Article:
Food Nutrition and Food Security Discussion Brief

Policy Discussion Brief

Glen’s Policy Discussion Briefs are a springboard for generating ideas about important policy issues. They provide an overview of an issue, like food nutrition and food security, and describes options for responding, including how Glen could implement policy as leader of the Green Party of Canada. To engage in the conversation, email us at or register for a town hall Zoom call at

Issue: Food security, food nutrition

We need to rethink our relationship with food: how we grow it, where it comes from, and what we eat. Our current approach generates unacceptable health, ecological and social justice effects. We need to do better.

Globalized supply chains have decreased food self-sufficiency, increased energy inputs to produce and ship food leading to growing greenhouse gas emissions, and increased reliance on large-scale industrialized agriculture.

Overreliance on processed and animal-based products in our diets hurts our health and planet.

Canada’s recently updated Food Guide and the Intergovernmental Panel Report on Land Use recommend adding more plant-based foods to our diets as a way to improve health and reduce environmental effects. 

A recent study, however, published in the British Medical Journal assessing the health and sustainability impacts of country food guidelines shows we need to do more. The study found that of 85 countries reviewed for their food guideline effects on cutting early deaths from non-infectious diseases by one third, and staying within greenhouse gas limits required to stay well below 2 degrees Celsius warming in the Paris Agreement, that only two countries were on track. According to a Guardian review of the study, only Indonesia and Sierra Leone met the targets, while 74 countries missed the Paris Agreement goal. Canada and the United States had the highest level of greenhouse gas emissions associated with their food guidelines.

In addition to food nutrition and environmental impacts, the COVID-19 pandemic has highlighted potential risks associated with weak food self-sufficiency and treatment of migrant workers

Glen Murray says

The COVID-19 pandemic shows how vulnerable to disruption our food supply is. The risks and conditions become worse when you weigh the impacts of climate change on food security and cost. We need a Green made-in-Canada nutrition and food security strategy.”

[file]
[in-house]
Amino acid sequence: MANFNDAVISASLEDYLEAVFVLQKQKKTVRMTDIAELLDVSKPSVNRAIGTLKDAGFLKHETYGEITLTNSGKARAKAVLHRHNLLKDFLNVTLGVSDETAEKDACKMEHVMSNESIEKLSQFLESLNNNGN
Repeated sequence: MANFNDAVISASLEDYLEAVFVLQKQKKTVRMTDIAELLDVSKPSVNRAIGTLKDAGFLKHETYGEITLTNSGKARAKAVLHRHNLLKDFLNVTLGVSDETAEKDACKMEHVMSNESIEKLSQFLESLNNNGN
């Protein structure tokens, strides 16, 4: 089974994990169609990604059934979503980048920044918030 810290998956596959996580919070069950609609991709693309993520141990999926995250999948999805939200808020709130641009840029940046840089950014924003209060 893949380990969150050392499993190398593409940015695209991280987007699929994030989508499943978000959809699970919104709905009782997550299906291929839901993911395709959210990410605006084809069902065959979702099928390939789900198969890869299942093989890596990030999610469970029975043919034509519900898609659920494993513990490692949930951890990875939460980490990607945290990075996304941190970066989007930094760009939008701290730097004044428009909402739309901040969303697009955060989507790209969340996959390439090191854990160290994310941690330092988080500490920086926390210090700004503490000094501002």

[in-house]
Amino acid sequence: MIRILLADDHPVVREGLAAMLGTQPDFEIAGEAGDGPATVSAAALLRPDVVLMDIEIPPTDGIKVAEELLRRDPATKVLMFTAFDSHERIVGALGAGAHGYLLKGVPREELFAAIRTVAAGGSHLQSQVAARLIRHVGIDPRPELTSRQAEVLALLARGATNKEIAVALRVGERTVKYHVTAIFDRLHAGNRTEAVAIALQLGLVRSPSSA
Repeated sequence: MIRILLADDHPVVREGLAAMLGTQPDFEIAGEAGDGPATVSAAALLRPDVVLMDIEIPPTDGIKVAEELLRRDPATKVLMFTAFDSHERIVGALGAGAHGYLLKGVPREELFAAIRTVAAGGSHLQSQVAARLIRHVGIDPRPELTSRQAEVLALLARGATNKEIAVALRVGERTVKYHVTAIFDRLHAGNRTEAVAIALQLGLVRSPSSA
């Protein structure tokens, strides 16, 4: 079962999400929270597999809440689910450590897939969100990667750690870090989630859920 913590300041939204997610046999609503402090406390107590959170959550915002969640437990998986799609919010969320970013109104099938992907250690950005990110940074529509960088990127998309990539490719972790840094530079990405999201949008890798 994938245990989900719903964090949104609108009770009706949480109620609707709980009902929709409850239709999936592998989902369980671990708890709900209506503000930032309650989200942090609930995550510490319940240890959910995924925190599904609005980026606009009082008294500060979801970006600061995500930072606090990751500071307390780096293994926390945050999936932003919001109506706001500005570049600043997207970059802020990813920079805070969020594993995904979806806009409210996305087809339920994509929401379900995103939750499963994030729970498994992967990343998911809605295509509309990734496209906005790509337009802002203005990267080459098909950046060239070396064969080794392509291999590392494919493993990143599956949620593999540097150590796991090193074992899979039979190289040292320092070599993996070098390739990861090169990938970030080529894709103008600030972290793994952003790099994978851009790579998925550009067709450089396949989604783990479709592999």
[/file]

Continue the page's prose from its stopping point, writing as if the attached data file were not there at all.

“Our treatment of migrant farm workers is appalling. We need provinces and the federal government to collaborate to ensure government-sponsored quarantine services for migrant workers during the pandemic.”

What would Glen do?

Greens want to change agriculture. Our policies are comprehensive and aggressive, but focused mostly on production. Consumers have a role to play in agricultural reform. We also need a transition plan to help farmers adapt, identify new local and regional markets and value-added products. I propose we create a Green Party working group to build on current commitments to identify gaps in nutrition and food security policy, consumer education and behaviour change, supply chains, and sustainability, including cutting greenhouse gas emissions from agriculture.

The working group, comprised of food producers, supply chain members and consumers, would identify and assess gaps and ways to close them. It is expected that topics like these would be on the agenda – just transition and treatment of farmers and migrant workers, taxation and subsidy policies, value-added opportunities that support local, sustainable plant-based farming; and plant-based meat alternatives and cellular agriculture (e.g., growing animal tissue from stem cells), and other value-added products.

The Working Group will make regular Zoom presentations accessible to Party members to ensure transparency and representativeness of the policy development process.


Just over eight percent of Canada’s greenhouse gas emissions come from agriculture, compared to about 25 percent globally. According to Environment Canada’s 2020 National Inventory report, in 2018, the Agriculture sector accounted for 59 million tonnes of greenhouse gas emissions (31% of national methane emissions and 76% of national nitrous oxide emissions). Over half of these greenhouse gas emissions (32 million tonnes) are from livestock production, with the greatest contribution (24 million tonnes from beef production. 

Food production that contributes to soil erosion and pollution of waterways needs immediate attention. The recent Intergovernmental Panel on Climate Change Special Report on Land Use report shows agriculture currently accounts for about 70% of global fresh-water use and is associated with global increases in net greenhouse gas emissions, loss of natural ecosystems (e.g., forests, savannahs, natural grasslands and wetlands) and declining biodiversity.

A recent study of the health and sustainability effects of national food guidelines published in the British Medical Journal concluded: “This analysis suggests that national guidelines could be both healthier and more sustainable. Providing clearer advice on limiting the consumption of animal source foods, in particular beef and dairy, was found to have the greatest potential for increasing the environmental sustainability of dietary guidelines, whereas increasing the intake of whole grains, fruits and vegetables, nuts and seeds, and legumes, reducing the intake of red and processed meat, and highlighting the importance of attaining balanced energy intake and weight levels were associated with most of the additional health benefits.”

With respect to the treatment of migrant farm workers, 1,150 have tested positive for COVID-19 in Ontario and three have died. Mayors and health officials are asking for the province to provide quarantine services like British Columbia. According to the July 15, 2020 report in The Globe and Mail, “approximately 37,000 temporary foreign workers have so far arrived in Canada to work on farms. Employment and Social Development Canada estimates that an additional 14,000 migrant farm workers will come before the end of the year; roughly half are destined for Ontario. The federal department said in an e-mail that it is not currently considering assuming responsibility for the initial quarantine.”